[LINK] US-AMA far too complacent about human RFID tags
Marghanita da Cruz
marghanita at ramin.com.au
Tue Jul 3 13:40:48 EST 2007
Geoffrey Ramadan wrote:
> Roger Clarke wrote:
>> At 12:27 +1000 3/7/07, Geoffrey Ramadan wrote:
>>> As I have already commented before, I see it as inevitable. To manage
>>> our growing sophisticated, complex and mobile society and risks, more
>>> automated identification will become essential. It will be impossible
>>> to remain anonymous.
>> There are willing automatons in this world who genuinely believe in
>> the idea of control reducing risks, and new threats demanding ever
>> more control; just as there were people who actually enjoyed living
>> in East Germany.
>> Okay, *you* may not suffer from your capitulation to technological
>> determinism, Geoffrey, but some of us would like a future for our kids
>> that avoids putting such power in the hands of whichever bastards are
>> in control from time to time.
> 1) I am only stating what I think is the obvious trend. This is not new.
> 2) To link a previous thread, maybe you should look at using the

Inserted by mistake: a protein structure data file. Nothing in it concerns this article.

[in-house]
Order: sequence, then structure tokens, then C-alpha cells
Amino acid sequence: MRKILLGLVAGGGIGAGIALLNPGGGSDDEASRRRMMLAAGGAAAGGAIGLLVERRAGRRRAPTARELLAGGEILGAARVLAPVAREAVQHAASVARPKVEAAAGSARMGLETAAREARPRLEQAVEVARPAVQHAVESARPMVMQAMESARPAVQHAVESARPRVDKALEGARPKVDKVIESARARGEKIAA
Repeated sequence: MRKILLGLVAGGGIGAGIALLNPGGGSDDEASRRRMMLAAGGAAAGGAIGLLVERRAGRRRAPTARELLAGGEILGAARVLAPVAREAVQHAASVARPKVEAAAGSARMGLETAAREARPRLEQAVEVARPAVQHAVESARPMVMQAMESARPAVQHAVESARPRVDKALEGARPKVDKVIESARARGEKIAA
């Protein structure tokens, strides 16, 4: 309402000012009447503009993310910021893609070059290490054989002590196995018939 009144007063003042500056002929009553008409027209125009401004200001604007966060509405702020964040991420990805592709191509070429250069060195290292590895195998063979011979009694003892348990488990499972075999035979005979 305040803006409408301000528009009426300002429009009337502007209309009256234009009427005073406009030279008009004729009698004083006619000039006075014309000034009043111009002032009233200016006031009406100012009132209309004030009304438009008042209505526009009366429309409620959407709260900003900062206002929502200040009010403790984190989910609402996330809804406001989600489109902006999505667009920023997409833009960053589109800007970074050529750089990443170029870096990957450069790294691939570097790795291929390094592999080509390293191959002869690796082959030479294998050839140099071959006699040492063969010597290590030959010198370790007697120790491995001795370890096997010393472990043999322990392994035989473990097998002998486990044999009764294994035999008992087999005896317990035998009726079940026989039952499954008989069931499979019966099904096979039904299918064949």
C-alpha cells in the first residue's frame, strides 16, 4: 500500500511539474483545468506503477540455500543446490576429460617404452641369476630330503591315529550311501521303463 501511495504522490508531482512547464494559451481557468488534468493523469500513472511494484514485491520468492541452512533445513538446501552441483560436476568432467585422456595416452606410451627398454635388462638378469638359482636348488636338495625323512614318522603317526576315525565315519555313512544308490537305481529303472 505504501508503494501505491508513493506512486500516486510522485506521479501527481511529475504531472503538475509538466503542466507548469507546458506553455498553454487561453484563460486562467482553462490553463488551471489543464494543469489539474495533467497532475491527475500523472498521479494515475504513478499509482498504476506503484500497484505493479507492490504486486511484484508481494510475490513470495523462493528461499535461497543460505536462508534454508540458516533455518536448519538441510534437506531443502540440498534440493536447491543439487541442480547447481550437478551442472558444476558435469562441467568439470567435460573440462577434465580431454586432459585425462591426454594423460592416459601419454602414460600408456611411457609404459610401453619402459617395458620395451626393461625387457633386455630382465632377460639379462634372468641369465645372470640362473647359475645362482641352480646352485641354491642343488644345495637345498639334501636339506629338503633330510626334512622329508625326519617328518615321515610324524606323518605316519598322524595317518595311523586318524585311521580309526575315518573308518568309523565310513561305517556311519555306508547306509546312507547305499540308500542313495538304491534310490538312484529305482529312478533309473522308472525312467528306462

> technology to "shift the balance of power" so the "bastards" are NOT in
> control. Universal access to broadband I suspect will be a key
> ingredient in this.
> 4) Finally, I think people will use this technology voluntarily anyway,
> because THEY want to use it as they see VALUE in it. Just like many
> other new technologies over the years.
Why go to East Germany, check out Australia, this millenium.
> Major issues identified in the report
> * The report concludes that DIAC’s data recording practices were flawed and that officers failed to check and collect reliable data. In most of the cases the detention of a person was inexcusable: the Department already held sufficient information that established the person’s lawful status.
> * The data errors in these cases appeared to be caused by human error, insufficient guidance and training for officers, and inconsistent and uncoordinated communication between DIAC and the tribunals.
> * The Ombudsman concluded that, in most cases, at the time a person was detained, DIAC already held sufficient information either confirming the person’s lawful status or creating doubt that the person was an unlawful non-citizen.
> * There were various reasons contributing to the errors in these cases including:
> o officers did not appear to understand fully their obligations under s 189 of the Migration Act to form and continue to hold a reasonable suspicion to justify a person’s detention
> o officers did not take proper personal responsibility for decision making and for ensuring that errors were corrected
> o there was inadequate quality checking, control and timely review of compliance and detention activity
> o data collection, analysis and management was degraded by ad hoc processes and poor coordination
> o there was inadequate training and policy guidance for officers.
Marghanita da Cruz
Phone: 0414 869202
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